The youth gave a presentation (below) and showcased the videos that they made (below) that summarized their EJSI experiences. Committee members listened intently and engaged in a question/answer session with the youth participants, giving them a chance to speak about what they learned and how they think they might utilize the knowledge and experiences gained during the program. The youth were challenged to articulate not only what they learned, but the lessons they intend on taking away and applying to their lives in the near future.Some of the lessons learned were:
- With knowledge they have a chance to make a difference.
- The communities that they live in have higher than average levels of air and noise pollution.
- All it takes is the effort of one person to make a difference to the environment such as walking to the store instead of having one’s parents drive them down the street.
- Some who were already interested in environmental justice felt more equipped with knowledge and confidence to take leadership roles among their peers. One participant intends to start an Environmental Justice club at her school.
Prior to the last day of the program, the participants were visited by Dr. Joseph Lyou, President and CEO of the Coalition for Clean Air and board member of the South Coast Air Quality Management District. Dr. Lyou spoke about the role of community organizations and future opportunities for the students.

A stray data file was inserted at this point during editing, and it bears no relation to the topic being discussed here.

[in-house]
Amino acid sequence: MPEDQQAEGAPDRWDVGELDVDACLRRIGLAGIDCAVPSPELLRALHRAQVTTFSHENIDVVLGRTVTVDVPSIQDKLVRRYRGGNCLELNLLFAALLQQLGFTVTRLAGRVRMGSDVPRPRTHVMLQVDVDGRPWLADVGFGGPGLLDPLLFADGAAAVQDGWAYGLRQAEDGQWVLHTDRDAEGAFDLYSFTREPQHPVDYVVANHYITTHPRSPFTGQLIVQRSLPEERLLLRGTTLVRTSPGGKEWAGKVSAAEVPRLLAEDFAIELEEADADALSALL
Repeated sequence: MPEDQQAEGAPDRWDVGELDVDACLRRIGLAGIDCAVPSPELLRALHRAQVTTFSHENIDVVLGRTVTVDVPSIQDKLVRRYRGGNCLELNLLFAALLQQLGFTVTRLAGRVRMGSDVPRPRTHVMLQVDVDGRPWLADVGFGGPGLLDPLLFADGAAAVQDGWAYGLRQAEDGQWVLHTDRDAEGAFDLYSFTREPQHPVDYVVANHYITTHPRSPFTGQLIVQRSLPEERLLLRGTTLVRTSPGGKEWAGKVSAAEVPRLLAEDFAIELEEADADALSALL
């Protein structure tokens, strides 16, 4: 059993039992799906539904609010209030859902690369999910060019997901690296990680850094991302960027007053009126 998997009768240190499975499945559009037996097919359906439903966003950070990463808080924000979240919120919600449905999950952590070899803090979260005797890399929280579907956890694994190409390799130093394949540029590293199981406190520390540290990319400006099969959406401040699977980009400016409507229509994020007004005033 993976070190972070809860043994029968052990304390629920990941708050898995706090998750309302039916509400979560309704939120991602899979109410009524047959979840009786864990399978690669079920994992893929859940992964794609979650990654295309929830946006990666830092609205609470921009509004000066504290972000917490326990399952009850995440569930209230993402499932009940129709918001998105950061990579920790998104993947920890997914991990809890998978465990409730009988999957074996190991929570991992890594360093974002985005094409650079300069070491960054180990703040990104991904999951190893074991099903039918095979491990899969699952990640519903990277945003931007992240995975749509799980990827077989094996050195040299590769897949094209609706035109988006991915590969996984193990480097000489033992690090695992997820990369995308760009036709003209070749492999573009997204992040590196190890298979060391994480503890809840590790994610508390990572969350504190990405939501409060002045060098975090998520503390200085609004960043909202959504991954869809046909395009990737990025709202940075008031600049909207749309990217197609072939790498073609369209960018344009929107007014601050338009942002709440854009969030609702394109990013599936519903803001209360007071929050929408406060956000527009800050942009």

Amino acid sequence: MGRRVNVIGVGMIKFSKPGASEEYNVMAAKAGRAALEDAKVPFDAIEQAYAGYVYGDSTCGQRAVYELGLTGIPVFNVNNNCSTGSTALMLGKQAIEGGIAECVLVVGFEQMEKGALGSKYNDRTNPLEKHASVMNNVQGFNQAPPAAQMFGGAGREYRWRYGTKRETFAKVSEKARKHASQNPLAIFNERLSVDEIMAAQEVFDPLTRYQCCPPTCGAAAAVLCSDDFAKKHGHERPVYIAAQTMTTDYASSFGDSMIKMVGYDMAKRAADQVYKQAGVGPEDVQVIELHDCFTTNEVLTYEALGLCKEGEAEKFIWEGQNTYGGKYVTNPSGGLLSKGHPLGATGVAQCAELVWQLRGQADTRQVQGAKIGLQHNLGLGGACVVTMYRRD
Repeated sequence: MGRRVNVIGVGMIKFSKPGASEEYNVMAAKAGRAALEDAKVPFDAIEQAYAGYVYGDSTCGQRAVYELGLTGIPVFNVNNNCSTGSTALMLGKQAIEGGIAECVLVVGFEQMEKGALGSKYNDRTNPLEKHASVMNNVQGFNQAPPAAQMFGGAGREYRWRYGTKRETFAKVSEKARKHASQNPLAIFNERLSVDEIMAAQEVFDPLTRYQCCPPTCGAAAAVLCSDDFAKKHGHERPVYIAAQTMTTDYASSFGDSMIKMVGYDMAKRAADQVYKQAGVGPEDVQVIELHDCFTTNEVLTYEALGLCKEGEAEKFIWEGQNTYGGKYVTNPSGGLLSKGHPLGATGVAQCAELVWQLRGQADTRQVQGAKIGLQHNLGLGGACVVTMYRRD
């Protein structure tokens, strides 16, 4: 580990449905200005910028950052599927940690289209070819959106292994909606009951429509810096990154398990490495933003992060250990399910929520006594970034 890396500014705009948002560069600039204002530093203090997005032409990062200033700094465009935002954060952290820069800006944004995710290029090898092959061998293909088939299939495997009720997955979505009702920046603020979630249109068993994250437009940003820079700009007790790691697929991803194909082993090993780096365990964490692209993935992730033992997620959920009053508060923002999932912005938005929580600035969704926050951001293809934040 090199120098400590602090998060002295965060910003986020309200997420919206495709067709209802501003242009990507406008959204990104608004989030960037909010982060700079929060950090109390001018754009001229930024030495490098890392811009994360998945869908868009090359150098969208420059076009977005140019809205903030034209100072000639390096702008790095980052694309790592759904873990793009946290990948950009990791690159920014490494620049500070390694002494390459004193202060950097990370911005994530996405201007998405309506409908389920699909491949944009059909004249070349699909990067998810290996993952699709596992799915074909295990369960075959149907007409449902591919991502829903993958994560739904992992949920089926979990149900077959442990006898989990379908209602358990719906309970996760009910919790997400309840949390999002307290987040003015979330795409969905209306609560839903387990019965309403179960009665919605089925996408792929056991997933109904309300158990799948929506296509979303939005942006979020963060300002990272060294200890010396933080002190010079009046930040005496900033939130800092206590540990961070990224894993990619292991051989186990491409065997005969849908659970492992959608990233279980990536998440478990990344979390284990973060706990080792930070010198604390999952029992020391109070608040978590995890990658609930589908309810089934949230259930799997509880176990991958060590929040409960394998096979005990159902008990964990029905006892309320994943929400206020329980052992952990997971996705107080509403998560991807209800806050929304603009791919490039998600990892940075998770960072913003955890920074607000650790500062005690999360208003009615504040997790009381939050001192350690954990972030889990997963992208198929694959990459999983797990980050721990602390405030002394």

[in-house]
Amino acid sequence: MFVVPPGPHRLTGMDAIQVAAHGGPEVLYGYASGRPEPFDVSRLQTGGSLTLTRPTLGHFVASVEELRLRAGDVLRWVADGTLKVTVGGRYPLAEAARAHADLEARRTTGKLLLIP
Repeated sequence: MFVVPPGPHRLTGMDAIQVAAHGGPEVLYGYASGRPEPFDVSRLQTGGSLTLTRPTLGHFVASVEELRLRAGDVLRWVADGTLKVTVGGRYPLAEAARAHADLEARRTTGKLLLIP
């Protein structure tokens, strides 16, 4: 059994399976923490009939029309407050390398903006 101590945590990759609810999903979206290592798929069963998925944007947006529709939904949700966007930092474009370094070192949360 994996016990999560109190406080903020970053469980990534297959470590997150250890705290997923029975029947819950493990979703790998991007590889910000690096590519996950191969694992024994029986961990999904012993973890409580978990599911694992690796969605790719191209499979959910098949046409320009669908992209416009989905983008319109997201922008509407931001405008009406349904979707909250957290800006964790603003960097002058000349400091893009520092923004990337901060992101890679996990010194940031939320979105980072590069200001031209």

The Environmental Justice Summer Institute program is a partnership of USC Environmental Health,
Asian and Pacific Islander Obesity Prevention Alliance (APIOPA), From Lot to Spot (FLTS), and Social Justice Learning Institute (SJLI). Learn more about the institute in these blog posts and Resource Page:
Environmental Justice Summer Institute: Youth Workshops
Youth Pollution Monitoring Activities across the Southland
Teaching Environmental Justice through Building Model Cities
USC Environmental Health gratefully thanks the NIEHS, U.S. EPA, The Kresge Foundation and The California Wellness Foundation for their combined support which has allowed the Centers’ participation in these efforts to educate youth about air pollution.
by Wendy Gutschow